Huuuuuuuuge New Thermal Hydrolysis System For DC Wastewater Is World’s Hugest

Sign up for daily news updates from CleanTechnica on email. Or follow us on Google News!

The world’s biggest thermal hydrolysis waste-to-energy system has just revved up its engines this week at the Blue Plains wastewater treatment plant on the banks of the Potomac River, making the District of Columbia — that would be the capital of the US — home to the only facility of its kind in all of North America. Oh, the irony! While certain members of Congress continue to deny that climate change is a thing, they will be making a direct contribution to some of the most advanced renewable energy technology on Earth every time they flush the toilet.

wastewater treatment DC

A Huuuuuuge Wastewater Treatment Plant

At a price tag of $470 million, the new thermal hydrolysis system has been 10 years in the making, and it adds a significant new layer of waste reclamation to the busy Blue Plains wastewater treatment plant. That’s no accident — Blue Plains is operated by the utility DC Water, which is well known for its in-house wastewater treatment R&D.

At peak flow, Blue Plains handles 1 billion gallons of wastewater daily from Washington, DC (yes, that includes the Capitol) as well as several neighboring jurisdictions, making it the biggest plant of its kind in the world. By way of comparison, New York City produces about 1.3 billion gallons daily on average, but that’s parceled out among 14 different treatment plants in all five boroughs.

Even without the new system, Blue Plains is already the largest wastewater treatment plant in the world to deploy tertiary treatment, nitrification/denitrification. That’s part of a broader program to keep pollutants out of the Chesapeake Bay watershed (the plant discharges into the Potomac River).

The New Thermal Hydrolysis System

Thermal hydrolysis deploys high heat and pressure to “pressure cook” the biosolids that are left over at the end of the wastewater treatment process. It’s a ramped up version of biogas capture, in which biosolids are put in closed tanks where wastewater-loving microorganisms digest them and produce renewable methane.

The difference is in the efficiency. With the addition of high heat and pressure, the cell walls of organic material in wastewater are weakened, making more energy accessible to the microbes. At Blue Plains, the captured methane is fed to three turbines the size of jet engines, which produce electricity to the tune of a net 10 megawatts.

But wait there’s more. The system also produces “cleaner” leftover biosolids, in the Class A category. DC Water’s biosolids are already Class A and are distributed around the city as a soil enhancer for urban parks, gardens, and green infrastructure. The improved quality makes DC biosolids a good candidate for commercial marketing as a compost.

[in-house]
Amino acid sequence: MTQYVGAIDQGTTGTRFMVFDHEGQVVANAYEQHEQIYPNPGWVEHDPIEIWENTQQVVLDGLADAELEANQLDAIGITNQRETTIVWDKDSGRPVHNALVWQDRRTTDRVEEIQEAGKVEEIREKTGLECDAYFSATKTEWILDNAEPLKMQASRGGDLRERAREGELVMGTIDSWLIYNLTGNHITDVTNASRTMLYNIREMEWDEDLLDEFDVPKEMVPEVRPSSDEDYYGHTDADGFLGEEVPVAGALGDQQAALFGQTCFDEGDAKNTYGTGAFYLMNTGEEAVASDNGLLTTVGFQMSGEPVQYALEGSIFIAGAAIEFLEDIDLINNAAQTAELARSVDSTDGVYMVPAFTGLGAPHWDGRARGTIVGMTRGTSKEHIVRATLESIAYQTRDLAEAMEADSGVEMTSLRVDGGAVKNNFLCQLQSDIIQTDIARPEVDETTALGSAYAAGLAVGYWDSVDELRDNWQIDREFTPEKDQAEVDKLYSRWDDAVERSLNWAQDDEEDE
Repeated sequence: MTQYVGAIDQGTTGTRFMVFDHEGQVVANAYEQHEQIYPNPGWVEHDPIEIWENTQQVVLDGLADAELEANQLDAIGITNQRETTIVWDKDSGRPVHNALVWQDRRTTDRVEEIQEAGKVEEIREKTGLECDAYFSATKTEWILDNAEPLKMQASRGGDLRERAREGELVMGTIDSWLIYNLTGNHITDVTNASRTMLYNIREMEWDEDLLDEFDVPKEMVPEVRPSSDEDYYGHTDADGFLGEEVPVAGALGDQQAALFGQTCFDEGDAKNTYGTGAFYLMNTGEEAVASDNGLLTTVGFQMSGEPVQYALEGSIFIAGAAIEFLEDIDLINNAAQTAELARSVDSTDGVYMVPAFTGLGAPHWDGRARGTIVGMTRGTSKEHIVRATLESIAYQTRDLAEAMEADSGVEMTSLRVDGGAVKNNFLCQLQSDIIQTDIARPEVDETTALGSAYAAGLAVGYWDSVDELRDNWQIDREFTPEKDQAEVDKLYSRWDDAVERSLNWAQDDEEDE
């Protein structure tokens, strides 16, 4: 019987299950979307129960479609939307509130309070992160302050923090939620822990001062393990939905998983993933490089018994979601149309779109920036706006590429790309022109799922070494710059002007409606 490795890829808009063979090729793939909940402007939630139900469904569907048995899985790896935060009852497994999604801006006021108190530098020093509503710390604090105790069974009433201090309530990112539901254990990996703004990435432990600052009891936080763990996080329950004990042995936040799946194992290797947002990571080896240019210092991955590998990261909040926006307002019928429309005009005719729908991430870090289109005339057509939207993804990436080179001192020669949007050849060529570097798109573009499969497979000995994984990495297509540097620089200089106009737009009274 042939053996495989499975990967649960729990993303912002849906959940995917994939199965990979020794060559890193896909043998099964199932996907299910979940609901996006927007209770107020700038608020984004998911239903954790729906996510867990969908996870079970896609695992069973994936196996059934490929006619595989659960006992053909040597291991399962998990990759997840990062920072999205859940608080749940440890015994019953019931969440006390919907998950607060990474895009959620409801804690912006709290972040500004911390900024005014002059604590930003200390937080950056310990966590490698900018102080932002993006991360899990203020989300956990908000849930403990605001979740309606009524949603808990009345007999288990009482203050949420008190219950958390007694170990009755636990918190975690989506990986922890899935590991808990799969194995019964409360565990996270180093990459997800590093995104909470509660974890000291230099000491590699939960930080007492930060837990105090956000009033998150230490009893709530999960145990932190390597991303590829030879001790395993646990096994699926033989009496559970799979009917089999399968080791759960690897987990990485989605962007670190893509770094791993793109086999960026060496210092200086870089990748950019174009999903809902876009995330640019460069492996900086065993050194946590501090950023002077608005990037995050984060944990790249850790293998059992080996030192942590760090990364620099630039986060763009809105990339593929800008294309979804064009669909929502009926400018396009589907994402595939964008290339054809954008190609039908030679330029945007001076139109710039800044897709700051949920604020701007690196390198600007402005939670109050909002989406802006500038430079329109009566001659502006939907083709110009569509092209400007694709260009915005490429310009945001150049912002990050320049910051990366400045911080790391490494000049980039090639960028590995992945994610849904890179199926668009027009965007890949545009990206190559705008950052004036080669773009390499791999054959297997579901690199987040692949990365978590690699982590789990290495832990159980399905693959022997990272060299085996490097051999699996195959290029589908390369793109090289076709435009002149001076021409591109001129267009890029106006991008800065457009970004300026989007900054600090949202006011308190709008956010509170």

Along with the three turbines, the nut of the new system consists of 32 thermal hydrolysis vessels and four concrete anaerobic digesters. At 80 feet high, each can hold about 3.8 million gallons of solids.

Here’s DC Mayor Muriel Bowser enthusing over the project:

“This is yet another example of the District leading the nation in the adoption and implementation of sustainable practices. DC Waters Blue Plains facility is converting waste to clean water and a nutrient-rich soil byproduct, producing energy and helping to put the District on the path towards a zero waste future.”

An Oil Company Goes For Renewable Energy

Cambi, the company behind the new thermal hydrolysis system, has an interesting history. It began as Kambi in 1989 as a project of Norway’s Glommen Skogeierforening forestry association, with the aim of developing steam-based processes for the country’s paper and pulp industry.

Norway’s Petrol Holding AS, an oil trading company seeking to diversify, bought Kambi in 1992, changed the name to Cambi, and successfully developed the Cambi Thermal Hydrolysis Process for sludge and organic waste, first used commercially in 1994.

The technology quickly took hold in the UK and Ireland as well as mainland Europe and elsewhere around the world, and Cambi now lays claim to more than 50 of its systems either built or under construction around the world.

Now that the technology has traveled across the pond, you may see more thermal hydrolysis systems popping up in the US as water and wastewater system managers seek to squeeze more juice out of an increasingly valuable resource.

So, apparently there is no law against oil companies investing in renewable energy (take that, ExxonMobil).

As for the aforementioned certain members of Congress, collectively they have earned the distinction of belonging to the only conservative political party in the world that has refused to acknowledge that our climate is changing.

Keep up the good work! Meanwhile, despite the denialism, the world keeps turning and the toilets keep flushing in the Capitol Building.

There is no escape — Blue Plains is far from the only wastewater treatment plant in the US that is churning out renewable biogas, and when some of those deniers recess to their home states, the biogas digesters will be primed and ready.

Follow me on Twitter and Google+.

Photo (cropped) via DC Water.

Have a tip for CleanTechnica? Want to advertise? Want to suggest a guest for our CleanTech Talk podcast? Contact us here.

Latest CleanTechnica TV Video

CleanTechnica uses affiliate links. See our policy here.

Tina Casey

Tina specializes in advanced energy technology, military sustainability, emerging materials, biofuels, ESG and related policy and political matters. Views expressed are her own. Follow her on LinkedIn, Threads, or Bluesky.

Tina Casey has 3246 posts and counting. See all posts by Tina Casey